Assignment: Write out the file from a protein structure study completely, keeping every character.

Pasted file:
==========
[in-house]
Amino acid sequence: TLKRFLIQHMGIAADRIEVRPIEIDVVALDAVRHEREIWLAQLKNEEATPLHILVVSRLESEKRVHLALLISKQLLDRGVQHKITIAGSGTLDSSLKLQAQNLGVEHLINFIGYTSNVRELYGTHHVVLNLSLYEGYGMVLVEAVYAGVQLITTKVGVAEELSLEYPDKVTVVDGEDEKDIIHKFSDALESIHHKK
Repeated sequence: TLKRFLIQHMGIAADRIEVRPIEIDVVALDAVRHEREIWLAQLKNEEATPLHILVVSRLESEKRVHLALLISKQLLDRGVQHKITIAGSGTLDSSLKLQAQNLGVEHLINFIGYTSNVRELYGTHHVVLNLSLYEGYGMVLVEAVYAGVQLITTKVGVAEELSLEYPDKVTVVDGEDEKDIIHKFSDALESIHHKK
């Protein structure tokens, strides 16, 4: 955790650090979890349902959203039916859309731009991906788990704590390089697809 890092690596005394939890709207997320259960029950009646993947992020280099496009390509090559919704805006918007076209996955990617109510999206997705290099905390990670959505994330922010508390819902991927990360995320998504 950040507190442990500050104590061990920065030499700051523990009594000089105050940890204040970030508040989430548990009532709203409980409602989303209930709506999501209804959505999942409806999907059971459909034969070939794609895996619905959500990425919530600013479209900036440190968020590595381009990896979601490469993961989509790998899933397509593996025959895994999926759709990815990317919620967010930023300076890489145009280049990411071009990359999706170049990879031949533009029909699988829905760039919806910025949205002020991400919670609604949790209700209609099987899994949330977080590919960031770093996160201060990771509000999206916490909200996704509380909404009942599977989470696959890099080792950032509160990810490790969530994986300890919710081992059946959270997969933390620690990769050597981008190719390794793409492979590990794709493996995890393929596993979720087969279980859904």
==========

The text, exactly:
[in-house]
Amino acid sequence: TLKRFLIQHMGIAADRIEVRPIEIDVVALDAVRHEREIWLAQLKNEEATPLHILVVSRLESEKRVHLALLISKQLLDRGVQHKITIAGSGTLDSSLKLQAQNLGVEHLINFIGYTSNVRELYGTHHVVLNLSLYEGYGMVLVEAVYAGVQLITTKVGVAEELSLEYPDKVTVVDGEDEKDIIHKFSDALESIHHKK
Repeated sequence: TLKRFLIQHMGIAADRIEVRPIEIDVVALDAVRHEREIWLAQLKNEEATPLHILVVSRLESEKRVHLALLISKQLLDRGVQHKITIAGSGTLDSSLKLQAQNLGVEHLINFIGYTSNVRELYGTHHVVLNLSLYEGYGMVLVEAVYAGVQLITTKVGVAEELSLEYPDKVTVVDGEDEKDIIHKFSDALESIHHKK
């Protein structure tokens, strides 16, 4: 955790650090979890349902959203039916859309731009991906788990704590390089697809 890092690596005394939890709207997320259960029950009646993947992020280099496009390509090559919704805006918007076209996955990617109510999206997705290099905390990670959505994330922010508390819902991927990360995320998504 950040507190442990500050104590061990920065030499700051523990009594000089105050940890204040970030508040989430548990009532709203409980409602989303209930709506999501209804959505999942409806999907059971459909034969070939794609895996619905959500990425919530600013479209900036440190968020590595381009990896979601490469993961989509790998899933397509593996025959895994999926759709990815990317919620967010930023300076890489145009280049990411071009990359999706170049990879031949533009029909699988829905760039919806910025949205002020991400919670609604949790209700209609099987899994949330977080590919960031770093996160201060990771509000999206916490909200996704509380909404009942599977989470696959890099080792950032509160990810490790969530994986300890919710081992059946959270997969933390620690990769050597981008190719390794793409492979590990794709493996995890393929596993979720087969279980859904």